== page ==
For years, Apache Subversion - or SVN - was the most popular version control system. Then came 2010, and Git started to gain popularity on SVN's expense. The reason for this is most likely that the open source community found Git more lucrative than SVN. Despite Git's ongoing winning streak, Subversion is still widely used and has a solid user base.
In this blog post, I'm not going to cover all of the features SVN has, or how its command syntax works. If you want to learn to use SVN, you should complete this Subversion tutorial. This blog post acts as a foundation on top of which you can build more deeper knowledge.
Around late 1990's CVS (Concurrent Versions System) was very widely used in software development for both open source and commercial projects. However, CVS had started to receive a lot of criticism and was considered not to meet the standards of the era. For example, CVS had poor support for third party tools, and it had no support for http/https/ssh protocols. So, a better system was needed.
In 2000, Collabnet started to develop a version control system in order to replace CVS. As a result, Subversion was introduced. It covered pretty much all the features in CVS but also introduced new features that CVS was missing, such as atomic commands and possibility to rename and move versioned files.
Even though SVN was initiated already in 2000, version 1.0 wasn't published until February 2004. SVN became an Apache project in November 2009 when it was accepted to the Apache Incubator.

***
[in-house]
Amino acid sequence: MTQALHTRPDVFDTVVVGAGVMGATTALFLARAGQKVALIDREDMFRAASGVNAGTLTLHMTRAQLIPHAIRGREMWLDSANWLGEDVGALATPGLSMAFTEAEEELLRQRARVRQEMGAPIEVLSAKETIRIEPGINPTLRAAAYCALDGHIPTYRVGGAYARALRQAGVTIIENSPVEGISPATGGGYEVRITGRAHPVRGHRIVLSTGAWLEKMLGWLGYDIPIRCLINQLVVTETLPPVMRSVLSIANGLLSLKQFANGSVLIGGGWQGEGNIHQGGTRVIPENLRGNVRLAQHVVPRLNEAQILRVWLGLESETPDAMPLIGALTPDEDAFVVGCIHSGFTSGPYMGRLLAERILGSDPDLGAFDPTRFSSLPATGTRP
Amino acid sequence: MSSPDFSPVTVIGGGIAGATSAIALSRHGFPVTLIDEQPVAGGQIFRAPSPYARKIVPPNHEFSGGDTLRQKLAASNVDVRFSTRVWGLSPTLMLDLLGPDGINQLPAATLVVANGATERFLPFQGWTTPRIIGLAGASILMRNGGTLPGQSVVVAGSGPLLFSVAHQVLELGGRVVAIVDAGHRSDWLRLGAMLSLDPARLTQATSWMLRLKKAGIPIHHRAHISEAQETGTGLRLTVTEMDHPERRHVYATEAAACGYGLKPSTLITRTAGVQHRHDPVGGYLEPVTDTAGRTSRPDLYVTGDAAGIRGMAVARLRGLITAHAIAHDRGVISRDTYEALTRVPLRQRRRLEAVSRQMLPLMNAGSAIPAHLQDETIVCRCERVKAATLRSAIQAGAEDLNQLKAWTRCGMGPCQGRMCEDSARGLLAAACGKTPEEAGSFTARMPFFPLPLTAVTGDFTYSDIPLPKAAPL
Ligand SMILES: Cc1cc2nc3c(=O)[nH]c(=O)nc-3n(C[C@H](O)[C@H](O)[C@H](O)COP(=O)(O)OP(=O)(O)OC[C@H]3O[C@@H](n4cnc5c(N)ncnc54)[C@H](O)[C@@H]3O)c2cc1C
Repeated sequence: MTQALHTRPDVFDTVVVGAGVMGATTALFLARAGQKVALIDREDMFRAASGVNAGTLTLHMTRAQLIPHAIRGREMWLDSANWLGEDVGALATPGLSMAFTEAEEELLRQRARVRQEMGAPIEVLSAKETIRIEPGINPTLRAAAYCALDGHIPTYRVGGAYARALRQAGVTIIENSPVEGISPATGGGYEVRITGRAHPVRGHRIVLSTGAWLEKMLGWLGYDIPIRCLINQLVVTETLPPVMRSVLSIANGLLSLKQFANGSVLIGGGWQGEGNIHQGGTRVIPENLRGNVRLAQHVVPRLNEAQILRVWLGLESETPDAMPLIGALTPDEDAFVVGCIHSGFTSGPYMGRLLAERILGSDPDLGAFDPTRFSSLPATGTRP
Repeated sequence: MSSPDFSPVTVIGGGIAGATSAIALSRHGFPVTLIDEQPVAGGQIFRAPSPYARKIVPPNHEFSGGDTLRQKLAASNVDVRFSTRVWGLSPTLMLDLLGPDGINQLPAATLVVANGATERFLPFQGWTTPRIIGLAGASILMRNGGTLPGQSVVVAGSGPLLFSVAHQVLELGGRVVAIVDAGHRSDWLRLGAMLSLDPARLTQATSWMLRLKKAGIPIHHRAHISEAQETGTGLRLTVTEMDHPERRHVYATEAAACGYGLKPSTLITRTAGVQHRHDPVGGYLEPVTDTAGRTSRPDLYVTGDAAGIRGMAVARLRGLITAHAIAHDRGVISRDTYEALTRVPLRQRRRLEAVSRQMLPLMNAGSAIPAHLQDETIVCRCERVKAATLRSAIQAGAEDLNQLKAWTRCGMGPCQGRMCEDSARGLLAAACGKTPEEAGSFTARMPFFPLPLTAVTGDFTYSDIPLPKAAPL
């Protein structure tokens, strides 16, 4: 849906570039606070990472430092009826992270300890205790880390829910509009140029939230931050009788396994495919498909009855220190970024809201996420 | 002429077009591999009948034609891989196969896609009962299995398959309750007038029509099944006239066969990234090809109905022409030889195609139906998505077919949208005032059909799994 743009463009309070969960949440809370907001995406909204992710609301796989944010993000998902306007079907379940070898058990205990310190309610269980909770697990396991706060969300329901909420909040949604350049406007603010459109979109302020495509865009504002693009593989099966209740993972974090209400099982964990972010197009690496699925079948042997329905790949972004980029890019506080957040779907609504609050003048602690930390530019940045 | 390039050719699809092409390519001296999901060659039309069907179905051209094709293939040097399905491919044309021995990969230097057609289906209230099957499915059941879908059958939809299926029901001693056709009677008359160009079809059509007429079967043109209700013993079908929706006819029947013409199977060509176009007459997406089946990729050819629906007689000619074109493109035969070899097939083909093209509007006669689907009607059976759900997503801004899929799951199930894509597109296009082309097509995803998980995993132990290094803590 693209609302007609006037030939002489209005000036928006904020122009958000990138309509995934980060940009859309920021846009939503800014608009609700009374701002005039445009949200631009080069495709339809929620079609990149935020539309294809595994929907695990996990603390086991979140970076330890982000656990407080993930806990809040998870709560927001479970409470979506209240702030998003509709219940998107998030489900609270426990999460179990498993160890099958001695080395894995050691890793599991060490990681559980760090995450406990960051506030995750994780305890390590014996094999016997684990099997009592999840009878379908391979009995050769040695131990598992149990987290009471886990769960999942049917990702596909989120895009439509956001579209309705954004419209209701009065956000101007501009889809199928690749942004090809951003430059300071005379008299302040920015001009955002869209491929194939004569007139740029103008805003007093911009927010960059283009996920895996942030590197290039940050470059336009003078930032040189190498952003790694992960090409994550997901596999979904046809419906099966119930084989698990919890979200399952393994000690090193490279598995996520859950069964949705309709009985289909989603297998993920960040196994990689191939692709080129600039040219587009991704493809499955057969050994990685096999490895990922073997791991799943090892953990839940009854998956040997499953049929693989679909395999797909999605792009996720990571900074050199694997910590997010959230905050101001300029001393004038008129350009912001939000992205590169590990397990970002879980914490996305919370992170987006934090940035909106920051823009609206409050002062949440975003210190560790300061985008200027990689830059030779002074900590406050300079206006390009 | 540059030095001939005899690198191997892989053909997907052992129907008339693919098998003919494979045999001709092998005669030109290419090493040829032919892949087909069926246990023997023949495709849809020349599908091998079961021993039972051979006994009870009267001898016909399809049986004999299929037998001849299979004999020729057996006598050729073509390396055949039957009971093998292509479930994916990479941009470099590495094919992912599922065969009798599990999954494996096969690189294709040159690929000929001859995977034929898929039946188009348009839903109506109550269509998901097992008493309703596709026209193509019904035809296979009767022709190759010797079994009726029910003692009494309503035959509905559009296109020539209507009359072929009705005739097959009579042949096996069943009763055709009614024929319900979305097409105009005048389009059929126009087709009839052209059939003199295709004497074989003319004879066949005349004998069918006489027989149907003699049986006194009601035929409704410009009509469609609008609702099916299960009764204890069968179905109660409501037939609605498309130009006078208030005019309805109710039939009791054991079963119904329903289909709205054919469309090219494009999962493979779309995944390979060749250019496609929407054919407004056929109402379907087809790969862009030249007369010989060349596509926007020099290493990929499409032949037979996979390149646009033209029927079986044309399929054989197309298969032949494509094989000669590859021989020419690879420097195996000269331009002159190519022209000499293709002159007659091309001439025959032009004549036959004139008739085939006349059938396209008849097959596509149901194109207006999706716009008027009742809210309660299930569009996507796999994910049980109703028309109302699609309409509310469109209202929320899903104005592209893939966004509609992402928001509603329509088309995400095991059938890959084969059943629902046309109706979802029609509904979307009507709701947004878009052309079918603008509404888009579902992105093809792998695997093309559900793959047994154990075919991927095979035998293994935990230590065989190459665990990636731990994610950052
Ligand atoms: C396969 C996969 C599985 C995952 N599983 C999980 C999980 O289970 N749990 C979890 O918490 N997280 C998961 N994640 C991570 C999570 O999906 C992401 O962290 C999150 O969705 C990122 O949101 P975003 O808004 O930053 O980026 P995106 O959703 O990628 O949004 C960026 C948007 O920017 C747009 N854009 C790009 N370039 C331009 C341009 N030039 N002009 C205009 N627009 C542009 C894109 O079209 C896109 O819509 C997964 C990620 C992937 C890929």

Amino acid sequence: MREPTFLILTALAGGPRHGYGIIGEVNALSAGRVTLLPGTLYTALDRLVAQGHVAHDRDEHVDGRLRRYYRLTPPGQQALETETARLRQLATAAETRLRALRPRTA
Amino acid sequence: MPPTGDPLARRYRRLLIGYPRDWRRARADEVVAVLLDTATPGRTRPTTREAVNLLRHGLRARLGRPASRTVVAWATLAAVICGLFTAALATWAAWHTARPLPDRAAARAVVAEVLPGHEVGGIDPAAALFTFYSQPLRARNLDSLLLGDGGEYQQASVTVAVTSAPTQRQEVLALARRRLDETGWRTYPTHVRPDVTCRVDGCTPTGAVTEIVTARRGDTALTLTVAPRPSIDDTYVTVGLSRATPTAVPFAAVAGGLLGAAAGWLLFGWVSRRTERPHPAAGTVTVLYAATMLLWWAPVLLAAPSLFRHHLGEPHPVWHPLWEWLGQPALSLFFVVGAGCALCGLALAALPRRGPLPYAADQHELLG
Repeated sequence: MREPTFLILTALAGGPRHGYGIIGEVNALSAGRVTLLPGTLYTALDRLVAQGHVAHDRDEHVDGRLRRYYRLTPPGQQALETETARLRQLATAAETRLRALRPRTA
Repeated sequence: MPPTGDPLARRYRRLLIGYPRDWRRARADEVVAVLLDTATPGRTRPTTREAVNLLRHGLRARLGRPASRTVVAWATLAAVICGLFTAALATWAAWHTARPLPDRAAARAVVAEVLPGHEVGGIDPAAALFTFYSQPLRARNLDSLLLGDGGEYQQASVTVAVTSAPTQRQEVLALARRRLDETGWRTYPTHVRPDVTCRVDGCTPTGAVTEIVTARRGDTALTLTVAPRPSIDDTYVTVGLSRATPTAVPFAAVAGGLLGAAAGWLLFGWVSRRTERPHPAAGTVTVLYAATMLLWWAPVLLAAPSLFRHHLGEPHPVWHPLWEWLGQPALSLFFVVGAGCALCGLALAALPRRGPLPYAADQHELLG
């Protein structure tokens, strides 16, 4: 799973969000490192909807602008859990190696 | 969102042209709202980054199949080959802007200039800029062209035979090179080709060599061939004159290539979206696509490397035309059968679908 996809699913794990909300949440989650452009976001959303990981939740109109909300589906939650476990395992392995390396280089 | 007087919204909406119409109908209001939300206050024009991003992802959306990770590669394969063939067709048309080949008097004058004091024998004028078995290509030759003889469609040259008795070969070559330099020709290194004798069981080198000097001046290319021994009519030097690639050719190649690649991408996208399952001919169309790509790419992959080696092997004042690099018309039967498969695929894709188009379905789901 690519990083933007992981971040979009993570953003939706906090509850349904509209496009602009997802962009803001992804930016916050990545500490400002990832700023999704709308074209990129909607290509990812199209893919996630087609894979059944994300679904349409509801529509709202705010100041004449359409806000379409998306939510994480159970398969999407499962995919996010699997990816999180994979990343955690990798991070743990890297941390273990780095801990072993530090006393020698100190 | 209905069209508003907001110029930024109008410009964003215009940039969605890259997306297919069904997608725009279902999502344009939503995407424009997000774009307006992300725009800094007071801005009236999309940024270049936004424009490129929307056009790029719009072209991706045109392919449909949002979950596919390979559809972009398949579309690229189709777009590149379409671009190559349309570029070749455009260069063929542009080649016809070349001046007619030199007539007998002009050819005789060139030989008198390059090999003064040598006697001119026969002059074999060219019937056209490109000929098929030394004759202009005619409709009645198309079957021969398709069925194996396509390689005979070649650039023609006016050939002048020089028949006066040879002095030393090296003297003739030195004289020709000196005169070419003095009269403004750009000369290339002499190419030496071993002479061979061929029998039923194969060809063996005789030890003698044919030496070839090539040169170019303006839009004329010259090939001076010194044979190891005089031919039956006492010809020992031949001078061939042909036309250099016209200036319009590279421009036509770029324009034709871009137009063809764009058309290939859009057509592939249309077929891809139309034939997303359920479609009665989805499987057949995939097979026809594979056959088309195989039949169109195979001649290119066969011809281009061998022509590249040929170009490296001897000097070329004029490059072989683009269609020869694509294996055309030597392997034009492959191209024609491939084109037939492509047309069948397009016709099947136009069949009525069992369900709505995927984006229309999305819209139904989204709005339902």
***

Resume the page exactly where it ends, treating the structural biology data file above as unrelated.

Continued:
After SVN was introduced to the world, CVS withered away quite fast and it has not published new versions since 2008. SVN is still in development and a new version of it is expected on 2017.
SVN is a centralized version control system
Basically, software developers use version control for storing and tracking changes in different types of files, such as source code and documentation. This enables multiple developers to work effectively on the same codebase without messing up each others' work. If somebody makes a mistake or something unexpected happens, version control ensures that the latest working version of the code can be restored.
Version control systems can be roughly divided into two categories: distributed version control systems (DVCS) and centralized version control systems (CVC). SVN falls into the latter category.
Centralized version control system means that the version history is stored in a central server. When a developer wants to make changes to certain files, they check out the files from the central repository to their own computer. After the developer has made changes, they commit the changes back to the central repository. The complete revision history in the repository is not copied to the developer's computer, as it would be in a distributed version control system.